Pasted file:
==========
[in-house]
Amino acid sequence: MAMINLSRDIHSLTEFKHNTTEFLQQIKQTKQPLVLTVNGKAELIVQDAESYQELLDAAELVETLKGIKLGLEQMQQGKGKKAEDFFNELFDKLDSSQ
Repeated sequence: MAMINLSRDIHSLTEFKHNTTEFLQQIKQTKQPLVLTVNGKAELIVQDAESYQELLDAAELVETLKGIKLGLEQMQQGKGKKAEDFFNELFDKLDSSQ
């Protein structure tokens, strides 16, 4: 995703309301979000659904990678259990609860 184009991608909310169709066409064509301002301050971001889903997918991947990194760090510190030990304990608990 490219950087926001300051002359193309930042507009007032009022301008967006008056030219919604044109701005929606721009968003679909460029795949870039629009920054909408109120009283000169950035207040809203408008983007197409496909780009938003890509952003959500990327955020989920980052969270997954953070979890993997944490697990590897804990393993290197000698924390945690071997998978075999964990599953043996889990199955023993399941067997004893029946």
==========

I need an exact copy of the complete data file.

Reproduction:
[in-house]
Amino acid sequence: MAMINLSRDIHSLTEFKHNTTEFLQQIKQTKQPLVLTVNGKAELIVQDAESYQELLDAAELVETLKGIKLGLEQMQQGKGKKAEDFFNELFDKLDSSQ
Repeated sequence: MAMINLSRDIHSLTEFKHNTTEFLQQIKQTKQPLVLTVNGKAELIVQDAESYQELLDAAELVETLKGIKLGLEQMQQGKGKKAEDFFNELFDKLDSSQ
């Protein structure tokens, strides 16, 4: 995703309301979000659904990678259990609860 184009991608909310169709066409064509301002301050971001889903997918991947990194760090510190030990304990608990 490219950087926001300051002359193309930042507009007032009022301008967006008056030219919604044109701005929606721009968003679909460029795949870039629009920054909408109120009283000169950035207040809203408008983007197409496909780009938003890509952003959500990327955020989920980052969270997954953070979890993997944490697990590897804990393993290197000698924390945690071997998978075999964990599953043996889990199955023993399941067997004893029946």